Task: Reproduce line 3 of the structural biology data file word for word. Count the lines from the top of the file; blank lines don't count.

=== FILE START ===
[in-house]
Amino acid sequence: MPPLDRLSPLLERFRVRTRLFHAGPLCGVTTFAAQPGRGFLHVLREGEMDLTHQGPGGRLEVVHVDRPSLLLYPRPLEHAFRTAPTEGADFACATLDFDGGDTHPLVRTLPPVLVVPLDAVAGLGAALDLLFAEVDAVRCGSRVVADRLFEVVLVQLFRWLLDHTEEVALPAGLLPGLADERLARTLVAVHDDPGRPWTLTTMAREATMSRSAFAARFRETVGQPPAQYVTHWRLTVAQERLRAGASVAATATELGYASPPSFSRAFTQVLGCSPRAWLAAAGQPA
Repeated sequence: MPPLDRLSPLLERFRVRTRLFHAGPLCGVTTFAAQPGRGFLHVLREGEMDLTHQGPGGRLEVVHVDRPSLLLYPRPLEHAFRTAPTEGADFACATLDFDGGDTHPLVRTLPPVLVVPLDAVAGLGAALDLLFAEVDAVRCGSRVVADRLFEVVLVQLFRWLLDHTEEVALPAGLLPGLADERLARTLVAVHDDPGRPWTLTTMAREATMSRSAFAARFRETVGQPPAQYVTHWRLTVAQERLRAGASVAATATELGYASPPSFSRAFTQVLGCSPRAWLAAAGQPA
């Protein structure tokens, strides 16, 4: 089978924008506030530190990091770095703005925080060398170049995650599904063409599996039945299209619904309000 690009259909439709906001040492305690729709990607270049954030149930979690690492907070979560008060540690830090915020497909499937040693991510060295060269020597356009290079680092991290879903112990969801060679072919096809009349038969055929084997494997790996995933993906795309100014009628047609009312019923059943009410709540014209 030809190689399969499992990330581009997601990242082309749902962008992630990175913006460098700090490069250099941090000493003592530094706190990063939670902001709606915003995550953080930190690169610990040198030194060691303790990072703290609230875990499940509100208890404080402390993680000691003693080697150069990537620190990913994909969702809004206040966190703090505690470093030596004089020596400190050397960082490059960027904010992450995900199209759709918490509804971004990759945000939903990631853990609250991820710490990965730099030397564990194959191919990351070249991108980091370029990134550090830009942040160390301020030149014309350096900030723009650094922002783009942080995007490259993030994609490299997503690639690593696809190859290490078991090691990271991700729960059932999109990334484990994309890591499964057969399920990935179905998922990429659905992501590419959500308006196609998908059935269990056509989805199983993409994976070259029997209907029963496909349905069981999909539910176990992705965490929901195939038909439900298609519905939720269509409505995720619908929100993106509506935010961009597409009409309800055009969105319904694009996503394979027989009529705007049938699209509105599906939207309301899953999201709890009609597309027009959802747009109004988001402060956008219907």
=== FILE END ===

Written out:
Repeated sequence: MPPLDRLSPLLERFRVRTRLFHAGPLCGVTTFAAQPGRGFLHVLREGEMDLTHQGPGGRLEVVHVDRPSLLLYPRPLEHAFRTAPTEGADFACATLDFDGGDTHPLVRTLPPVLVVPLDAVAGLGAALDLLFAEVDAVRCGSRVVADRLFEVVLVQLFRWLLDHTEEVALPAGLLPGLADERLARTLVAVHDDPGRPWTLTTMAREATMSRSAFAARFRETVGQPPAQYVTHWRLTVAQERLRAGASVAATATELGYASPPSFSRAFTQVLGCSPRAWLAAAGQPA